• What role did missionaries play in settling the geographical areas encompassed by your story inWoman of Courage? Why do you think they were able to accomplish what trail-hardened men were not able to do?

Eliza Spalding and another missionary, a Mrs. Whitman, were the first white women to travel to Oregon Country—they were accompanied by their husbands. The Whitmans settled around what is now Walla Walla, Wash., and the Spaldings made their home in Lapwai, Idaho. Each couple set up a mission to minister to and educate the Indians. I believe they were able to accomplish what trail-hardened men couldn’t because of their gentle spirits, love for the Indians, and, of course, their devotion to God. The missionaries went west on a mission—to share the Good News with those who had never heard about God.

  • It’s almost inconceivable what Amanda went through on her journey west, the heartbreak, the hardships, the determination to lead those she met to Jesus. What is the most difficult hardship you have endured, and how have you drawn on that experience to write Woman of Courage?

I’ve encountered many trials over the years, but one that particularly stands out in my mind is the two years my husband and I were separated while he served in Germany during the time he was in the Army. Then, wives of enlisted men with a lesser rank did not have their travel paid in order to join their husbands. Too, since I was expecting our first baby and couldn’t work due to extreme morning sickness, I had no choice but to remain in the United States. It was the longest two years of my life, and it seemed like an eternity until Richard came home. Due to our income at the time, and the high cost of long-distance overseas phone calls, we were only able to speak to each other a few times during his absence. Letters and recorded tapes are what tied us together. It was especially hard when our son was born and my husband didn’t have enough money or leave time to return home for the special event. Again, letters, pictures and recorded tapes helped, but it wasn’t the same as if he had been there in person to share in the joy of the birth of our first child. Since this occurred during the Vietnam War, I lived with the fear that my husband might not be able to return home. Remembering the pain and fear I endured this time, I was able to write a story about a woman who faced her own difficult hardship. But through it all, she never gave up and kept her faith in God, just as I did when my husband was overseas for two years.

  • Tell us what you saw in Lapwai Creek in the former Oregon Territory the first time you visited the town. Are there any remnants there today of those early years? Landmarks?

My husband and I have visited Lapwai several times. The hills surrounding the area and nearby river are the same as they were in my story. We visited the cemetery where the Spaldings were buried. As we stood in that spot, I could almost feel, hear, and see those Nez Perce natives, whose lives were transformed, thanks to the early missionaries.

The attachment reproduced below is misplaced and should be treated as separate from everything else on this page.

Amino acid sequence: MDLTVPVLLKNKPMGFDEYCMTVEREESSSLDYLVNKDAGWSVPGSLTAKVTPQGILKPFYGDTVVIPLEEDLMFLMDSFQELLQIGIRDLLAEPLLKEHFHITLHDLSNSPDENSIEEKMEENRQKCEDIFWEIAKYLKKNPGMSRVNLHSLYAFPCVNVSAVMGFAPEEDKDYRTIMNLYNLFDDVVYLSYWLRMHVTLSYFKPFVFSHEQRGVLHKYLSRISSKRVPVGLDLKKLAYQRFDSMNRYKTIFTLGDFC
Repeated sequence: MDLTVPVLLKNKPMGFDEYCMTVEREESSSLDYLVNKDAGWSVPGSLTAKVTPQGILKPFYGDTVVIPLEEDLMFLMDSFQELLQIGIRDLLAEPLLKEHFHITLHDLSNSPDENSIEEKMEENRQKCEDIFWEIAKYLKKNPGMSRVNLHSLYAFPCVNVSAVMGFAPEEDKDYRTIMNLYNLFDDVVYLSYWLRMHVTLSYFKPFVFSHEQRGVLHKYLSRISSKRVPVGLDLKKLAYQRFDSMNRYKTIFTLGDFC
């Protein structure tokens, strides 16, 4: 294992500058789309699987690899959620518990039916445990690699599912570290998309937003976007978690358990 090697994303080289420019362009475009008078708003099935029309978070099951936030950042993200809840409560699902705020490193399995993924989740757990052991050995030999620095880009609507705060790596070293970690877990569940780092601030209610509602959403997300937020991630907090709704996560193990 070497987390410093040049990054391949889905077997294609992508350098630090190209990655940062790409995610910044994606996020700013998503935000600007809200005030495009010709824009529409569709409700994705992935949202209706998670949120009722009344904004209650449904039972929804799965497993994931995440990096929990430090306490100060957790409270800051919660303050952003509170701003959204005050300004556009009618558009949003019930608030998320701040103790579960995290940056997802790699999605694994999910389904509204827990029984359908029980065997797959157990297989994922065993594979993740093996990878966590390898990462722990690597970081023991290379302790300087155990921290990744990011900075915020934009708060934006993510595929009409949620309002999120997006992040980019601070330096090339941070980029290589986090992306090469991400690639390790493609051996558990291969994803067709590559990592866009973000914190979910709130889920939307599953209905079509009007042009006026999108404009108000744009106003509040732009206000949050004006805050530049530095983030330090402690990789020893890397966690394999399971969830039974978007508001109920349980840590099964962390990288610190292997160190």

• Tell us more about the Nez Perce (Nimiipu) Indians. What remains of the tribe today?

The current tribal lands consist of a reservation in North Central Idaho, primarily in the Camas Prairie region, south of the Clearwater River, in parts of four counties: Nez Perce, Lewis, Idaho, and Clearwater.

  • Amanda had difficulty adjusting to hours and days in the saddle. One can just imagine how uncomfortable and painful that journey must have been. Have you ever ridden horses? Gone on a rail ride?

I went horseback riding for the first time when I was in sixth grade, with some friends from school, at a riding academy not far from our home. It turned out to be a terrible experience. The horse I was given had a mind of its own. I remember the fear I felt as the mare raced down the trail at full speed, leaving me hanging on for dear life. I hollered “Whoa!” many times, while tugging on the reins, but the horse kept running. The man in charge finally came alongside with his horse and got mine to slow to a steady walk.

  • The scenes of your characters trekking across the wilderness and sleeping outdoors with all kinds of wild creatures have such a ring of authenticity to them. Like Amanda and others in the book, have you ever camped in the wilderness, had to “make do” with the provisions you had with you? If so, what did you learn about yourself in the process?

My father liked to go camping, fishing, and hunting, and he took our family on many such trips where we had to sleep in a tent. I also went camping with my Camp Fire group and often roughed it in the woods. What I learned most through those experiences is that I’m not the camping type, so I long ago put my days of tent camping and roughing it behind me. Early in our marriage, my husband and I owned a well-equipped camping trailer that had many of the conveniences I was accustomed to at home. But you can’t really call that camping . . .